Facebook -https://www.facebook.com/JennyKaneRomance?ref=hl

Amazon Author Page – https://www.amazon.co.uk/Jenny-Kane/e/B00HYZIL1E/ref=sr_tc_2_0?qid=1492502979&sr=8-2-ent

Goodreads- https://www.goodreads.com/author/show/7255618.Jenny_Kane?from_search=true

Guest post from Jennifer Ash, author of The Outlaw’s Ransom

The Outlaw’s Ransom: Mathilda of Twyford

First of all, I must thank my lovely friend Laura for allowing me to visit her site as part of my first blog tour as Jennifer Ash (I have loitered here once or twice before under the guise of Jenny Kane.)

It’s always a treat to have you over, whether you’re Jenny or ‘newbie’ Jennifer!

outlaws-ransom-finalWithin The Outlaw’s Ransom, my fourteenth century protagonist is a nineteen year old woman called, Mathilda of Twyford. In the medieval period, nineteen was the age of a full grown woman. Most would be married and have children by that age. Mathilda however, is single, as she’s been looking after her father and brothers, running the home and the family pottery business since the death of her mother. That situation however, changes abruptly when she is forced to get to know the notorious Folville family rather better than she would have liked.

Suddenly, Mathilda finds herself surrounded by criminals and under a very frightening type of suspicion…

Blurb

The first in an exciting new series by acclaimed author Jenny Kane writing as Jennifer Ash.

When craftsman’s daughter Mathilda is kidnapped by the notorious Folville brothers, as punishment for her father’s debts, she fears for her life.  Although of noble birth, the Folvilles are infamous throughout the county for disregarding the law – and for using any means necessary to deliver their brand of ‘justice’.

Mathilda must prove her worth to the Folvilles in order to win her freedom. To do so she must go against her instincts and, disguised as the paramour of the enigmatic Robert de Folville, undertake a mission that will take her far from home and put her life in the hands of a dangerous brigand – and that’s just the start of things…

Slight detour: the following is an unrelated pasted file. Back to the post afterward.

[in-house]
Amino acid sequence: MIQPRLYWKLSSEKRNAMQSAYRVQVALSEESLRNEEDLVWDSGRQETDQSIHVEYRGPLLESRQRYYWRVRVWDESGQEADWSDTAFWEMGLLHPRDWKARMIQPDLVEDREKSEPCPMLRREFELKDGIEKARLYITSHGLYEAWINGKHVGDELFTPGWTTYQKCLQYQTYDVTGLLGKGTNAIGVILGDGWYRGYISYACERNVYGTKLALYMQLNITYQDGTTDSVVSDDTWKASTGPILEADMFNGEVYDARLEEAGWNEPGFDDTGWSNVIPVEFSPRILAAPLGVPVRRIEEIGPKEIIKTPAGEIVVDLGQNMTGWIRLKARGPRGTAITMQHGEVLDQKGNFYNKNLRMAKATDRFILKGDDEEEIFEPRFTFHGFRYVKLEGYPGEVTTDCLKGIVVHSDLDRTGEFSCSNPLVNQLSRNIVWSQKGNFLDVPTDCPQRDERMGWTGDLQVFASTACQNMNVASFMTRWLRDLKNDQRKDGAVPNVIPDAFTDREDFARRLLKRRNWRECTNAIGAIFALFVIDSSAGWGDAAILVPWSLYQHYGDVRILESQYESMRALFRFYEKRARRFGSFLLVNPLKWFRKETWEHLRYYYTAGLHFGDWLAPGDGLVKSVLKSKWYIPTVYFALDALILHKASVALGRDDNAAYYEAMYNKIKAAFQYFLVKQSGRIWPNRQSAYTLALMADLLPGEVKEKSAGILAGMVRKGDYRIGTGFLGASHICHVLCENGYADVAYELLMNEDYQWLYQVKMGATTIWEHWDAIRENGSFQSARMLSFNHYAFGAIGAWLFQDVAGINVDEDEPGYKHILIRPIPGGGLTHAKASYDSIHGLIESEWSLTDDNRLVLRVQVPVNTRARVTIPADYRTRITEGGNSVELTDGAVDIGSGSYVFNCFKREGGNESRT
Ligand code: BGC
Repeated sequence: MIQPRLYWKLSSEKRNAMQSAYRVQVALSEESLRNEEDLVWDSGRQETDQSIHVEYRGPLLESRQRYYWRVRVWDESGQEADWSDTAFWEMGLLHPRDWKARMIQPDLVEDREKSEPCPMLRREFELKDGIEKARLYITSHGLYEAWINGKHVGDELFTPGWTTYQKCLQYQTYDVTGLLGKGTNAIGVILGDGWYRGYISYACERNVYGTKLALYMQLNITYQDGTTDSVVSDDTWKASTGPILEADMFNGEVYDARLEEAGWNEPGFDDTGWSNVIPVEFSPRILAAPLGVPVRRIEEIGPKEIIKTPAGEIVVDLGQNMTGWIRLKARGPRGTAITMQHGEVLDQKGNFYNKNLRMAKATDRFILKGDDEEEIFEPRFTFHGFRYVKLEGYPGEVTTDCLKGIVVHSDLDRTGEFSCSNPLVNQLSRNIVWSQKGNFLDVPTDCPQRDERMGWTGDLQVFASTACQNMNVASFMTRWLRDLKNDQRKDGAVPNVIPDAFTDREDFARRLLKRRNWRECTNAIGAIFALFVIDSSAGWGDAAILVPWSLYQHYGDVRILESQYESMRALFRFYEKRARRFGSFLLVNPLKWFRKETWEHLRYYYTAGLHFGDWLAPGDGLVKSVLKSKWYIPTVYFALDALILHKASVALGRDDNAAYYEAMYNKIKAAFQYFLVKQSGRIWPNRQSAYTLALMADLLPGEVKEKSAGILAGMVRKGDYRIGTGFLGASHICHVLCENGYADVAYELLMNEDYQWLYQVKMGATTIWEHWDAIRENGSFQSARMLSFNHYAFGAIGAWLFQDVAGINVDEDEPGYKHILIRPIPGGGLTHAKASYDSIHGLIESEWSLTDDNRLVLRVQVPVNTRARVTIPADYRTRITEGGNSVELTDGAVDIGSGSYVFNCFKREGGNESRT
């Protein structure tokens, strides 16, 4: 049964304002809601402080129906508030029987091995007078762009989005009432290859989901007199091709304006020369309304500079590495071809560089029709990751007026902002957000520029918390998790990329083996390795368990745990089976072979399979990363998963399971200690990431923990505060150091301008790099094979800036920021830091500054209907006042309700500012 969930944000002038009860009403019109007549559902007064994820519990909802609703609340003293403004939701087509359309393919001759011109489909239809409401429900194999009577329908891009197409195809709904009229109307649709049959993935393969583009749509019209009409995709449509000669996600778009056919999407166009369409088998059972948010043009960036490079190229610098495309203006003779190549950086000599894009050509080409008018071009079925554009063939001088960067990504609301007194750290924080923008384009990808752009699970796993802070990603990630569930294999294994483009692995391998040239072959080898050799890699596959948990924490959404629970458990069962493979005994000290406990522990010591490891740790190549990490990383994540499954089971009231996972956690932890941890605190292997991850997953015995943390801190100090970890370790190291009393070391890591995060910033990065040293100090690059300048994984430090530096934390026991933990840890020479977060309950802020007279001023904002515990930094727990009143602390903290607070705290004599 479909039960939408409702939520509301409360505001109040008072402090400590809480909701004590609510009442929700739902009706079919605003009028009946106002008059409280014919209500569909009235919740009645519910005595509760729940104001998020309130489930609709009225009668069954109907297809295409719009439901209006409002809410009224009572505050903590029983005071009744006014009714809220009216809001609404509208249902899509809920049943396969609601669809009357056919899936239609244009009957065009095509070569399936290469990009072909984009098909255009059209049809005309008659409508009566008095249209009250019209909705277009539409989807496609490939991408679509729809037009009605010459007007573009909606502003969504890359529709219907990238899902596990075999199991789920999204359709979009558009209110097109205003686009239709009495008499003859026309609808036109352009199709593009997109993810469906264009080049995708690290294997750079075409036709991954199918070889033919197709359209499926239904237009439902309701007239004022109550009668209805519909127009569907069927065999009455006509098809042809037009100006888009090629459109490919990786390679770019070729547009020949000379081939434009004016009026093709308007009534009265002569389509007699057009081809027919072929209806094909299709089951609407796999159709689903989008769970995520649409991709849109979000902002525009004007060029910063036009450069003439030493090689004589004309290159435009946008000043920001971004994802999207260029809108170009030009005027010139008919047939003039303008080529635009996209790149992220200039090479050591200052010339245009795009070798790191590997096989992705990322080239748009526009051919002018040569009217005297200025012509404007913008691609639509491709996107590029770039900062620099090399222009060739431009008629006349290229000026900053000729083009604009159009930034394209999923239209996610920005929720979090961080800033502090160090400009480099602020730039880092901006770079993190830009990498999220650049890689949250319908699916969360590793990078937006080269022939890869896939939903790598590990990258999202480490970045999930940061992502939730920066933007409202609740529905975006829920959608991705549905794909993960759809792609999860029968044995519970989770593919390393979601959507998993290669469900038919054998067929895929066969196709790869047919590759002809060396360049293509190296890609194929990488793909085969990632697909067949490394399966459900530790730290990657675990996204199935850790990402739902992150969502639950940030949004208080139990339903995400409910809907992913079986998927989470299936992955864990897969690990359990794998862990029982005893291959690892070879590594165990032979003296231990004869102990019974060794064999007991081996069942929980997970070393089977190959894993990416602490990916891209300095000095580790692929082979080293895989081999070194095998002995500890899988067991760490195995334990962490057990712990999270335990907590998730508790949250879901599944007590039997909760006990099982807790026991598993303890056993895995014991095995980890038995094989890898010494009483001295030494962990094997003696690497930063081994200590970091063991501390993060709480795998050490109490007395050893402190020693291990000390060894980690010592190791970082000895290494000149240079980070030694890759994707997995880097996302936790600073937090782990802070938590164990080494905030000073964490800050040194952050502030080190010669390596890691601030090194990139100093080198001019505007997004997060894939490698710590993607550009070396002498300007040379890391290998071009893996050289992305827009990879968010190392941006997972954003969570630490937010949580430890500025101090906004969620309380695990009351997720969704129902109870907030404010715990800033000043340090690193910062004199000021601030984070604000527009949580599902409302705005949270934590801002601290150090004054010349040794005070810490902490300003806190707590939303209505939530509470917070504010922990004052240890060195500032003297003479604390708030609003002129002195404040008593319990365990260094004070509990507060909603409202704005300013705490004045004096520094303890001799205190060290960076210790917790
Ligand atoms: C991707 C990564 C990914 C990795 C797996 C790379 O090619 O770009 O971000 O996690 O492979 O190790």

A thrilling tale of medieval mystery and romance – and with a nod to the tales of Robin Hood – The Outlaw’s Ransom is perfect for fans of C.J. Sansom and Jean Plaidy.

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Put aside any images of women being weak in the middle ages to one side- they may well have been put upon, forgotten, and taken for granted maybe, but weak? Never. Or at least, not for long.

Women in the fourteenth century had to be strong-willed, as well as physically strong, or they’d never have survived. Even putting aside the obvious pressures and problems of childbirth, they ran family businesses alongside their men folk, kept the house, dealt with all the food, and raised the children. In fact, it all sounds fairly familiar!

I’ve never been keen on the idea of writing weak characters; be they male or female. Such characters frequently fail to hold the interest of a reader, often frustrating you into wishing they’d just grasp the metaphorical nettle and get on with it- whatever, ‘it’ is!

In the case of The Outlaw’s Ransom, it was particularly important for me to have a determined, capable and intelligent female in the driving seat. I wanted Mathilda to not just survive within her enforced hostile environment, but to hold her own, and show the Folville brothers that they were dealing with a feisty, clever, woman who could give as good as she got!

Here’s a little taster from the very start of the story, where you meet Mathilda at her most disadvantaged. A position from which she grows determined to kick some serious medieval butt….

Extract

Mathilda thought she was used to the dark, but the night-time gloom of the small room she shared with her brothers at home was nothing like this. The sheer density of this darkness enveloped her, physically gliding over her clammy skin. It made her breathless, as if it was trying to squeeze the life from her.

As moisture oozed between her naked toes, she presumed that the suspiciously soft surface she crouched on was moss, which had grown to form a damp cushion on the stone floor. It was a theory backed up by the smell of mould and general filthiness which hung in the air.

Trying not to think about how long she was going to be left in this windowless cell, Mathilda stretched her arms out to either side, and bravely felt for the extent of the walls, hoping she wasn’t about to touch something other than cold stone. The child’s voice that lingered at the back of her mind, even though she was a woman of nineteen, was telling her – screaming at her – that there might be bodies in here, secured in rusted irons, abandoned and rotting. She battled the voice down. Thinking like that would do her no good at all. Her father had always congratulated his only daughter on her level-headedness, and now it was being so thoroughly put to the test, she was determined not to let him down.